Bob comes to Ron, a manager at his company, with a complaint about a sensitive matter; he asks Ron to keep his identity confidential. A few months later, Moshe (another manager) tells Ron that someone has complained to him, also with a confidentiality request, about the same matter.
Ron and Moshe would like to determine whether the same person has complained to each of them, but, if there are two complainers, Ron and Moshe want to give no information to each other about their identities.
The protocol typically used in a situation like this one is akin to the game ``twenty questions,'' but goes by the name of ``delicate conversational probing.'' Ron might ask Moshe if Moshe's complainer is male, and if the answer is ``yes'' Moshe might then ask Ron if Ron's complainer's surname begins with a letter preceding ``M'' in the alphabet. This goes on until Ron and Moshe have ascertained whether they have the same person in mind. When they do not, however (particularly when the first ``no'' occurs late in the game) a great deal of information may have been exchanged.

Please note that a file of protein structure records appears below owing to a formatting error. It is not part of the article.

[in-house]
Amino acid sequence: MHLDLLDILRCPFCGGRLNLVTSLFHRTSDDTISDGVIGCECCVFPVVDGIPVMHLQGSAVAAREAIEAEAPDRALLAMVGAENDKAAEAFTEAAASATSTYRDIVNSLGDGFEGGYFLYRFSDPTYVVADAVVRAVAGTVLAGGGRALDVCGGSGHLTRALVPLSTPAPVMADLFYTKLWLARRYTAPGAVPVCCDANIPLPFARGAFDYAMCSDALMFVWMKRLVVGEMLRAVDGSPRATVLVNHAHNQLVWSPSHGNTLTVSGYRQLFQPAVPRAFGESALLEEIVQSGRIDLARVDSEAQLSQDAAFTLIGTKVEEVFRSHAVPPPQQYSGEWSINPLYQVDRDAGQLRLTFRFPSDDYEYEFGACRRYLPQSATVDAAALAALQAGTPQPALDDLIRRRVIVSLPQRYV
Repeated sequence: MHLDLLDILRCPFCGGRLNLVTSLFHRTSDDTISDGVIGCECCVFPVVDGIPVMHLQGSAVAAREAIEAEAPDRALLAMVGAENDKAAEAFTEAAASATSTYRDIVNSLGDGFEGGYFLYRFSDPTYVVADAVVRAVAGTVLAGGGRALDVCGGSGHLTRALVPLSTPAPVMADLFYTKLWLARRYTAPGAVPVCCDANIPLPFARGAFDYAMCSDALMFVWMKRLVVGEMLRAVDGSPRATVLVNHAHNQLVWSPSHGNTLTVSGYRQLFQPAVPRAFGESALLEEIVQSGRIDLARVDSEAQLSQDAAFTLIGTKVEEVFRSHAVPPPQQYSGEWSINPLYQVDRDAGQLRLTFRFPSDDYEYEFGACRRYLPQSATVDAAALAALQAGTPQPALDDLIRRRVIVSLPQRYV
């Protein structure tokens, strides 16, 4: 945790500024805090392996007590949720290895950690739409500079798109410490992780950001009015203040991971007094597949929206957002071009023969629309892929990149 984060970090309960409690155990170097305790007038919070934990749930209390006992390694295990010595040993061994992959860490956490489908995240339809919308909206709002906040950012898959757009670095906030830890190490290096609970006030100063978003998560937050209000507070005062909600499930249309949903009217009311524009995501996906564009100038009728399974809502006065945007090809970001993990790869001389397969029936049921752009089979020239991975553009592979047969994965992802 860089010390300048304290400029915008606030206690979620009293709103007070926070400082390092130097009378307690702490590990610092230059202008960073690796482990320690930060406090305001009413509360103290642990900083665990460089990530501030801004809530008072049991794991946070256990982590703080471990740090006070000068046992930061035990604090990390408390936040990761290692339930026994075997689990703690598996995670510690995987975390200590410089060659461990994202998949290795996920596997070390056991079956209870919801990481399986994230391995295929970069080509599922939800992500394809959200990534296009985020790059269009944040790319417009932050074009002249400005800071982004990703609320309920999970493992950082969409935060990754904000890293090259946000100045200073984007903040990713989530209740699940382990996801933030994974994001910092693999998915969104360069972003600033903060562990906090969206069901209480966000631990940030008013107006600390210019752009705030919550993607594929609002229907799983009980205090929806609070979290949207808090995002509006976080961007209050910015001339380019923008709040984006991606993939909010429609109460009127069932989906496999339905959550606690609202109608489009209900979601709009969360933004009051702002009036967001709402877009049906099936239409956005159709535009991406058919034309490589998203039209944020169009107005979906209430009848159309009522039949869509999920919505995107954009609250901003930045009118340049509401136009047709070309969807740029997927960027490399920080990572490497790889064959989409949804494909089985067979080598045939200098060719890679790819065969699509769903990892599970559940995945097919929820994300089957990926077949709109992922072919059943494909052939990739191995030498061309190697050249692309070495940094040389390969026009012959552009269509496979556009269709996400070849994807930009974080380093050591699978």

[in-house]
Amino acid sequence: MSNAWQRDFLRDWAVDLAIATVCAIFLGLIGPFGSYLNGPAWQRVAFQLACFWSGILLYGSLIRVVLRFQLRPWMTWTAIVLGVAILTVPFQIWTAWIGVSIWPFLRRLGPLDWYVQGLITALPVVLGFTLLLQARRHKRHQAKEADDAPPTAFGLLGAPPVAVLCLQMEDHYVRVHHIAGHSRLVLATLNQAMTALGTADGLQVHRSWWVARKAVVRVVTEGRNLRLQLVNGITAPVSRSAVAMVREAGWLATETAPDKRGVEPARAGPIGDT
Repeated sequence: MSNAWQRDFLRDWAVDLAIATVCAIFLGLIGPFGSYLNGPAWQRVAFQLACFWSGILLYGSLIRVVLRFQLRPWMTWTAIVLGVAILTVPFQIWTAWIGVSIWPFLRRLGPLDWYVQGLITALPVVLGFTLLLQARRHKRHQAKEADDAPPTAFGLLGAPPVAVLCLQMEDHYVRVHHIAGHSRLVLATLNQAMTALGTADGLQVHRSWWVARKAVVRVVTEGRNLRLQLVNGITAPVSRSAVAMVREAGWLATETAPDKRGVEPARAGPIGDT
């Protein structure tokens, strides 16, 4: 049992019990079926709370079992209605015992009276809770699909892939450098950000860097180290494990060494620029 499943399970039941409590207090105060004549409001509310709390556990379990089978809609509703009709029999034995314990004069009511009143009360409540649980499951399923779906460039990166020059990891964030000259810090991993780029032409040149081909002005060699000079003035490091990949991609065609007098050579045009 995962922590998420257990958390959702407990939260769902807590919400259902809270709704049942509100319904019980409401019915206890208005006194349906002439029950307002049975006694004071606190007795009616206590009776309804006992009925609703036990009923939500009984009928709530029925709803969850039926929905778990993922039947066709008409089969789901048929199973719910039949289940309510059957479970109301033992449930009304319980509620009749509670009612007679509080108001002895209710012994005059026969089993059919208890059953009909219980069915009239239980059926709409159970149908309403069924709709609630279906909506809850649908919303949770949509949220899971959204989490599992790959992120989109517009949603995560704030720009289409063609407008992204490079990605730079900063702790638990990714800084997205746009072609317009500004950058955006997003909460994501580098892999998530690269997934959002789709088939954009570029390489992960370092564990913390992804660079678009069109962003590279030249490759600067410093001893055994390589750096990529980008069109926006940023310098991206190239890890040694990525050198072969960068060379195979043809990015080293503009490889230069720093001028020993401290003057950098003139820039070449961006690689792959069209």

What can Ron and Moshe do in order not leak more information than necessary?